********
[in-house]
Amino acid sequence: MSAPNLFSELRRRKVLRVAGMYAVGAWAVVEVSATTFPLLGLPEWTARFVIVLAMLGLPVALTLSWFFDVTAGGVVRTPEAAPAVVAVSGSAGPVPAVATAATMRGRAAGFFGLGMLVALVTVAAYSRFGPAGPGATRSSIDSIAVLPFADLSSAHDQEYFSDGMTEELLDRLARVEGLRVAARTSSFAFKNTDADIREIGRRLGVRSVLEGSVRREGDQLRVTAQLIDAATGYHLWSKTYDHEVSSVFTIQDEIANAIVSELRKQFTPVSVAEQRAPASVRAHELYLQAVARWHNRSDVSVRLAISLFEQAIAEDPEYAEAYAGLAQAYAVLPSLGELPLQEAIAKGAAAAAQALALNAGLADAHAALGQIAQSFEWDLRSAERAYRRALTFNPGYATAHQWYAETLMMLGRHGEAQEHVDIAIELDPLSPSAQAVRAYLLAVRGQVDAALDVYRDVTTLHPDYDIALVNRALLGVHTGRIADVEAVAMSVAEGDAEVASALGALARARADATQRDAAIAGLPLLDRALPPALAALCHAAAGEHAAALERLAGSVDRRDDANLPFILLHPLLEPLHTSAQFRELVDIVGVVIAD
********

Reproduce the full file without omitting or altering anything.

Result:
[in-house]
Amino acid sequence: MSAPNLFSELRRRKVLRVAGMYAVGAWAVVEVSATTFPLLGLPEWTARFVIVLAMLGLPVALTLSWFFDVTAGGVVRTPEAAPAVVAVSGSAGPVPAVATAATMRGRAAGFFGLGMLVALVTVAAYSRFGPAGPGATRSSIDSIAVLPFADLSSAHDQEYFSDGMTEELLDRLARVEGLRVAARTSSFAFKNTDADIREIGRRLGVRSVLEGSVRREGDQLRVTAQLIDAATGYHLWSKTYDHEVSSVFTIQDEIANAIVSELRKQFTPVSVAEQRAPASVRAHELYLQAVARWHNRSDVSVRLAISLFEQAIAEDPEYAEAYAGLAQAYAVLPSLGELPLQEAIAKGAAAAAQALALNAGLADAHAALGQIAQSFEWDLRSAERAYRRALTFNPGYATAHQWYAETLMMLGRHGEAQEHVDIAIELDPLSPSAQAVRAYLLAVRGQVDAALDVYRDVTTLHPDYDIALVNRALLGVHTGRIADVEAVAMSVAEGDAEVASALGALARARADATQRDAAIAGLPLLDRALPPALAALCHAAAGEHAAALERLAGSVDRRDDANLPFILLHPLLEPLHTSAQFRELVDIVGVVIAD